SOLO TRAVEL: Is Sharing A Room Your Perfect Solution or Nightmare?

When you travel solo, sharing a room on a tour is a way around paying extra for a room to yourself. But before settling on the option to share with a stranger, you may want to weigh up the pros and cons of opting for a roommate on tour.

Plus check out some tips for when it’s not a great idea to share. It may help you to decide if you are the sharing kind of traveller. 

The Upside

  • You take advantage of the twin share price, thus avoiding the cost of the single supplement.
  • You may make a new friend for the trip, and possibly a new friend for life.
  • You may even find that the person you shared with would be happy to go on other holidays with you in the future.
  • You have a travel buddy in your room, not just while touring during the day.

The Downside

  • You have to be prepared to give up some privacy.
  • The chance that you don’t like your roommate.
  • Sharing a bathroom; so you need to allow more time to get ready each day.
  • You can’t know if your roommate is going to snore or not.
  • You need to be prepared to compromise. For example, if you like to read for 30 minutes before you sleep but your roommate doesn’t. 

5 REASONS WHEN SHARING IS NOT A GREAT IDEA

1.You Snore
You may be the nicest person in the world, but if you snore your roommate is likely to become sleep deprived, which could potentially ruin their holiday and create friction between the two of you.

 

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2.You Like Your Privacy
You should be comfortable about the idea of sharing first off, not uncertain about it. If you can’t decide, safest bet is not too chance it.

3.You Have Never Shared
Just a thought. If you have never shared a room with a friend in adulthood (other than with a partner), then now may not be the best time to find out if you can. At least if you’ve shared a room with someone previously, you will have some idea of what to expect. 

4. Up In The Night
If you get up a lot through the night, reconsider if you are going to be a good roommate. It could all be fine if your roommate is a heavy sleeper and you tiptoe to the bathroom, but you won’t know this about your roommate until you meet. 

5. Messy
If you are a messy, that is, a really messy person, and you know you can’t change it create some angst for your roomie and may the spoiler of an otherwise great holiday for them.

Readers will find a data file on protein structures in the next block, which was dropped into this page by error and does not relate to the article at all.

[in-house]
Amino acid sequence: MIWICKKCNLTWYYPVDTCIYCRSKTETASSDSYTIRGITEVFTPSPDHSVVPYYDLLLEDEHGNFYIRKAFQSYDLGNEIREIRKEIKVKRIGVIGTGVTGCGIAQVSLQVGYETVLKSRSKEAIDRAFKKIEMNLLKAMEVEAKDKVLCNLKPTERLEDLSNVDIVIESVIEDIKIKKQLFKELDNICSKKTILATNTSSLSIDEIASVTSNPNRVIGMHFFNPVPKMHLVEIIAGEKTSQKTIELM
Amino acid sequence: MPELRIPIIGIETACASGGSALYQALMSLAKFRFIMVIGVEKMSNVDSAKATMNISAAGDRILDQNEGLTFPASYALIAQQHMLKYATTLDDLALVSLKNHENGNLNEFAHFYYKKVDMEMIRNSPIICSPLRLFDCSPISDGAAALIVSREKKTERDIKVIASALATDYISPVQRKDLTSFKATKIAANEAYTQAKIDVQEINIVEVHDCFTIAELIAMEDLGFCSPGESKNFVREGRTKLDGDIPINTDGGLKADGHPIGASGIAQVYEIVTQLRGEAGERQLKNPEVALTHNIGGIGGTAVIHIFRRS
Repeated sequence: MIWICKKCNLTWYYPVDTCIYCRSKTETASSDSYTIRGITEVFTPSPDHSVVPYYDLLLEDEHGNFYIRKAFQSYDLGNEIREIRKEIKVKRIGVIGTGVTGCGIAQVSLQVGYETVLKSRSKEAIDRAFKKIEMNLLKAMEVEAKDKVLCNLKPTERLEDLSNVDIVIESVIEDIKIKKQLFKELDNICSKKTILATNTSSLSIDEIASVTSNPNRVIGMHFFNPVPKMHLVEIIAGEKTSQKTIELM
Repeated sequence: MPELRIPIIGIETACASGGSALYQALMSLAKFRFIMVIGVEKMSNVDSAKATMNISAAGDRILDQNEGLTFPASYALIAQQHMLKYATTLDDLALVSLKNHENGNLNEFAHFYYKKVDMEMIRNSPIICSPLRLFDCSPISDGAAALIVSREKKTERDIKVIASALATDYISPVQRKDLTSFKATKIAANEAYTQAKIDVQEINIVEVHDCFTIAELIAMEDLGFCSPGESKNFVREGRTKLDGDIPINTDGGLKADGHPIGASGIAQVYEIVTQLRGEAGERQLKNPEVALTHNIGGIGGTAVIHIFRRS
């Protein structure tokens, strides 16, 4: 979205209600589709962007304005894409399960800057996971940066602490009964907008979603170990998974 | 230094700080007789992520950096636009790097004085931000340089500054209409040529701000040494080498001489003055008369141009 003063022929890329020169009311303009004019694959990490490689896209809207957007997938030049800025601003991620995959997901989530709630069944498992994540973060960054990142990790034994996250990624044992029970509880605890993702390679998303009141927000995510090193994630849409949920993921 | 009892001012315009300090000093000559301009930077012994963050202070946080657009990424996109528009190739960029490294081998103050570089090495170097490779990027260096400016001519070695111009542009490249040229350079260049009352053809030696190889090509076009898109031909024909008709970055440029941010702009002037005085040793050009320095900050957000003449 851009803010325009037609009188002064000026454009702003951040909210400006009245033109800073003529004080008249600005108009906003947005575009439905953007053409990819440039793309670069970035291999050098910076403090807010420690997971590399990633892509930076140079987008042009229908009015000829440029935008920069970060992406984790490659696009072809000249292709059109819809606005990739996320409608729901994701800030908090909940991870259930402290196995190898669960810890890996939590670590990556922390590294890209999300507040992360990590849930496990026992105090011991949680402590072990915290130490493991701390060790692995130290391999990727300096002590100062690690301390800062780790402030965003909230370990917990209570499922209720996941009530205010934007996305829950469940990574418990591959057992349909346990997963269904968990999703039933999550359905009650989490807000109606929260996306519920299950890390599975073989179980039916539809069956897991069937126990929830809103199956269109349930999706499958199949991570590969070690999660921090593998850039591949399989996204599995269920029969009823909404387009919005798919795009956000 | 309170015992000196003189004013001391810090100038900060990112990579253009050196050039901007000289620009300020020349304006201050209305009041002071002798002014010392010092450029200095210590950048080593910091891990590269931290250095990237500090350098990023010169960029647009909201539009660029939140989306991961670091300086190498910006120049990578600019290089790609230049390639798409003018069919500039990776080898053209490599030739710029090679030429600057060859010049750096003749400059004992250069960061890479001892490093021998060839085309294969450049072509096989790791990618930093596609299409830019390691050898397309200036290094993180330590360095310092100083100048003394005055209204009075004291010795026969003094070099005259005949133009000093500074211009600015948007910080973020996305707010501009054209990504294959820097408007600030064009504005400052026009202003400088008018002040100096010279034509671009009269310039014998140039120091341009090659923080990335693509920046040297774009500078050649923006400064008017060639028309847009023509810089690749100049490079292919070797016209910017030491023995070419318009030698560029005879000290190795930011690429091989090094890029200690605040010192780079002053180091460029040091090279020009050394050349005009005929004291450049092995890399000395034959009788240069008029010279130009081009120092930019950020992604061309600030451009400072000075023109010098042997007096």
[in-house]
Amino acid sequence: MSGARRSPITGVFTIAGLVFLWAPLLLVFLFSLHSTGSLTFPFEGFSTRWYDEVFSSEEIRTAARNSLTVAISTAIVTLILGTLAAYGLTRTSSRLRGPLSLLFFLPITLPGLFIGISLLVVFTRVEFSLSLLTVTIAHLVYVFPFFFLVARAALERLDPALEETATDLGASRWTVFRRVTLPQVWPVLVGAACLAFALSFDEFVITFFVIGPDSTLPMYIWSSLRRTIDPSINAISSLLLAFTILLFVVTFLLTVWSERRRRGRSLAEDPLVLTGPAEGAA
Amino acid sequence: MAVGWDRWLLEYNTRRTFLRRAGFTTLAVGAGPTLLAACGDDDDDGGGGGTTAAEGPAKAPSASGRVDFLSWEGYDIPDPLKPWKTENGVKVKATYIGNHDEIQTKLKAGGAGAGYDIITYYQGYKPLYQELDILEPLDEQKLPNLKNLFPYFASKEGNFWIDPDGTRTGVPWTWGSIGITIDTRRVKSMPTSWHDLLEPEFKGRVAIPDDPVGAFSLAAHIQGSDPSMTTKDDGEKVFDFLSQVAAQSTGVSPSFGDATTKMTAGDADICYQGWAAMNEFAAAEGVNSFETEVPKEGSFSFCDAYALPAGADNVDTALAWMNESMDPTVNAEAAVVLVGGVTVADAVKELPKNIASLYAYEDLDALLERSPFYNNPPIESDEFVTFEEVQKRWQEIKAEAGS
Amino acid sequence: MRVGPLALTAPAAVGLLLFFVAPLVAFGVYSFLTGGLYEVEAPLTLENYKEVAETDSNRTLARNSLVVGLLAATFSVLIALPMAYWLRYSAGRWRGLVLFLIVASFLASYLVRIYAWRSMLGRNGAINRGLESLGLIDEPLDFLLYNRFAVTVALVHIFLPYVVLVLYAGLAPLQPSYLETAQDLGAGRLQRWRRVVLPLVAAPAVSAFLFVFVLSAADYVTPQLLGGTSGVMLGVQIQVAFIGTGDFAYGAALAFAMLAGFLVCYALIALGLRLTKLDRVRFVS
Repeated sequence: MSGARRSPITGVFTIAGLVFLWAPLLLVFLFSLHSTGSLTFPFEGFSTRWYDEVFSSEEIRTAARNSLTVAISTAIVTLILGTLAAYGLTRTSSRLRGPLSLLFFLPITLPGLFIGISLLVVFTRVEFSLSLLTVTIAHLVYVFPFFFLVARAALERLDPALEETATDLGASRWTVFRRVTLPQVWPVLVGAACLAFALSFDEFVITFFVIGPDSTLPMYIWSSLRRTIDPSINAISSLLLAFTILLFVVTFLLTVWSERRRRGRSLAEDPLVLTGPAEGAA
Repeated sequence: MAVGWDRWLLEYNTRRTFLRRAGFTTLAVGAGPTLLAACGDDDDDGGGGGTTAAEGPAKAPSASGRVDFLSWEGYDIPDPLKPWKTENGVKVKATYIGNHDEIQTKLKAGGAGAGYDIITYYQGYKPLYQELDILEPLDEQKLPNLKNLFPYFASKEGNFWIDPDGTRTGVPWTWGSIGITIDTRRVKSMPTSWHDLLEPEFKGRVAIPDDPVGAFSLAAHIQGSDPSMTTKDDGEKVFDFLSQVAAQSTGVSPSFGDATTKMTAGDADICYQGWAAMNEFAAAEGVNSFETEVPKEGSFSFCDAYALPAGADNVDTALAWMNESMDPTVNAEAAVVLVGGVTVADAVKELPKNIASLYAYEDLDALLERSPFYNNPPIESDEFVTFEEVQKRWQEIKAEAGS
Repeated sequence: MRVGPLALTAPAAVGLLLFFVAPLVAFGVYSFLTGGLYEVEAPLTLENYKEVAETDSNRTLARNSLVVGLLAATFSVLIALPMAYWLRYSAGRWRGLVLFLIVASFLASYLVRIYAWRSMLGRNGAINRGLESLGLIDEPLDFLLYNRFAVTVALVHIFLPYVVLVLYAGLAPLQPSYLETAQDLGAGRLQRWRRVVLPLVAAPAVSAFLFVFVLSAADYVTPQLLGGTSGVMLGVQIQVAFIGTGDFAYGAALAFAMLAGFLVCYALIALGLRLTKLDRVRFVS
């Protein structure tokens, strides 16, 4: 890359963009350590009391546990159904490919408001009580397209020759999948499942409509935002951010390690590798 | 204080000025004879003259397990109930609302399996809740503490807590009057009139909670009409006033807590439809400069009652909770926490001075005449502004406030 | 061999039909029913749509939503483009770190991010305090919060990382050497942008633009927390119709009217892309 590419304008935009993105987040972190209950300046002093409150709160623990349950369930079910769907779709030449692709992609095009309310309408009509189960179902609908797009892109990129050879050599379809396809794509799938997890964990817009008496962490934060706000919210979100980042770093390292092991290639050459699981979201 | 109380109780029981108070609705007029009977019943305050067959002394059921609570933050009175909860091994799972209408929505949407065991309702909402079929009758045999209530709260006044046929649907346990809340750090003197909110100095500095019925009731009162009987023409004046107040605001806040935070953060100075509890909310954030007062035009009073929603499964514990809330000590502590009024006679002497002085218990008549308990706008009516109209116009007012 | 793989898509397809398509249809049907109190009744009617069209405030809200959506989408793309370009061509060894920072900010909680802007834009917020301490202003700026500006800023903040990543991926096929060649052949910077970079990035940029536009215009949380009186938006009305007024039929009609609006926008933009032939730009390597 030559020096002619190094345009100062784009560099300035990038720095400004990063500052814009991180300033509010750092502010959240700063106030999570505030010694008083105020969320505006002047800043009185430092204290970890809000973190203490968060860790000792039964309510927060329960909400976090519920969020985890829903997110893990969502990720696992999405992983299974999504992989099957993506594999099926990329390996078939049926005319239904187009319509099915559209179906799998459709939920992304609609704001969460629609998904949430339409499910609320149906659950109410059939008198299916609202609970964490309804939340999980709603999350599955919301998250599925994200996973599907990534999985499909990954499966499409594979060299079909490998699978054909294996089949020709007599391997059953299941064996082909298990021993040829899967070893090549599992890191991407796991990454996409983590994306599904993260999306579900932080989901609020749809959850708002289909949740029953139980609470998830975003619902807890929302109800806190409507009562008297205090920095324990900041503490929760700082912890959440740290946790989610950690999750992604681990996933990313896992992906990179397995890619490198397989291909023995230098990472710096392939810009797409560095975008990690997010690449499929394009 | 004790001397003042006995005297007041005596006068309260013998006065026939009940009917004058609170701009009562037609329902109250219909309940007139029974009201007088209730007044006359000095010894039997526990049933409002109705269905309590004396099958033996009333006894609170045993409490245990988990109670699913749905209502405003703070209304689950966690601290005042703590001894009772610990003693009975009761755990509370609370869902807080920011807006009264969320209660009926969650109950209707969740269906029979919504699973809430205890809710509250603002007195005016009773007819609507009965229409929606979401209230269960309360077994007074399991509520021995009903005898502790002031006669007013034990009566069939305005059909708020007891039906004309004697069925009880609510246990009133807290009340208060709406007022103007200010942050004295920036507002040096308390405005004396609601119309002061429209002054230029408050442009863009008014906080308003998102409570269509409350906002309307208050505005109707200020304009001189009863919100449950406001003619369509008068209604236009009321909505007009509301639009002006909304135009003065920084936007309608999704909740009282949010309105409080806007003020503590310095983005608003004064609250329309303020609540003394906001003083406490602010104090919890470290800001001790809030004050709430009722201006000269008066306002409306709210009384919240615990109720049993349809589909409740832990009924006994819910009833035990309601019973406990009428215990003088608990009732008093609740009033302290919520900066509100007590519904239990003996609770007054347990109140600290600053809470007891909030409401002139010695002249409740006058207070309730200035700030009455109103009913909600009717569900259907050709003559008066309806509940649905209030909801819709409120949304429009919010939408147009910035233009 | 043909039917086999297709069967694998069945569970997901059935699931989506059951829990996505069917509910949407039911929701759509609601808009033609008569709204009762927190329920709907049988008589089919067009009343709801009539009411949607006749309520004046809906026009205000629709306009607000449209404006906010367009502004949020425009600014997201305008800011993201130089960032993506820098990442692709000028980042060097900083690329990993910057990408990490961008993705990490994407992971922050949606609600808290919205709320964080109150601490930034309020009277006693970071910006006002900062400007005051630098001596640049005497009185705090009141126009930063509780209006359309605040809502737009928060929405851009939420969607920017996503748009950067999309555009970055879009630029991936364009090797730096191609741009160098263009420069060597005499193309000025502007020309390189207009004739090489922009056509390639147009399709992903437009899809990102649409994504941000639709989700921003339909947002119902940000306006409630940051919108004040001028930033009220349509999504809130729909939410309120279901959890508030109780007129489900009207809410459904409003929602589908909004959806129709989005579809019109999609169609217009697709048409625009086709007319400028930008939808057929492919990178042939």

And, for a final point about whether to share or not. If you do reach that point in your tour when you want to get your own room, it’s not always possible for a few reasons.  Firstly, the hotel may not be have a spare room. If they do, great but you have to pay for an entire new room. Otherwise, you have to get your roommate to agree to share the cost of the additional room. In these cases, unless you strike it lucky, this extra cost remains the burden of the traveller (and not your tour company).

Plus, a Handy Tip
Check the booking terms if you request a twin share room with a stranger (roommate match), as some operators will automatically charge you the single supplement if a roommate can’t be found.

Most of the time, from my experience, is that rooming with a stranger works out to be a great option and you may even return home with a new lifelong friend.

Once you’re settled on sharing, the good news is that there’s a fair selection of tour companies, including Encounter Travel that will match you with another traveller in the group (of the same gender) so you can avoid the cost of the single supplement.

GETTING STARTED FOR THE FIRST TIME?
Check out my book, How To Travel Solo But Not Alone

READY TO FIND YOUR SOLO TRAVELLER GROUP?
Visit our holiday list of groups for solo travellers. Click Here

LIKE TO CRUISE?
Find out more about Cruise Circle for Solos

Plus join the Facebook Group Cruise Circle for Solos

 

About the author

Justine Waddington

Justine Waddington is the founder and director of Encounter Travel, a company that creates holiday groups exclusively for solo travellers. As a solo traveller with 57 countries under her belt and 10 years of leading travel groups, Justine is in the unique position of being able to offer tips and advice from the perspective of an experienced solo traveller and also that of a travel agent.

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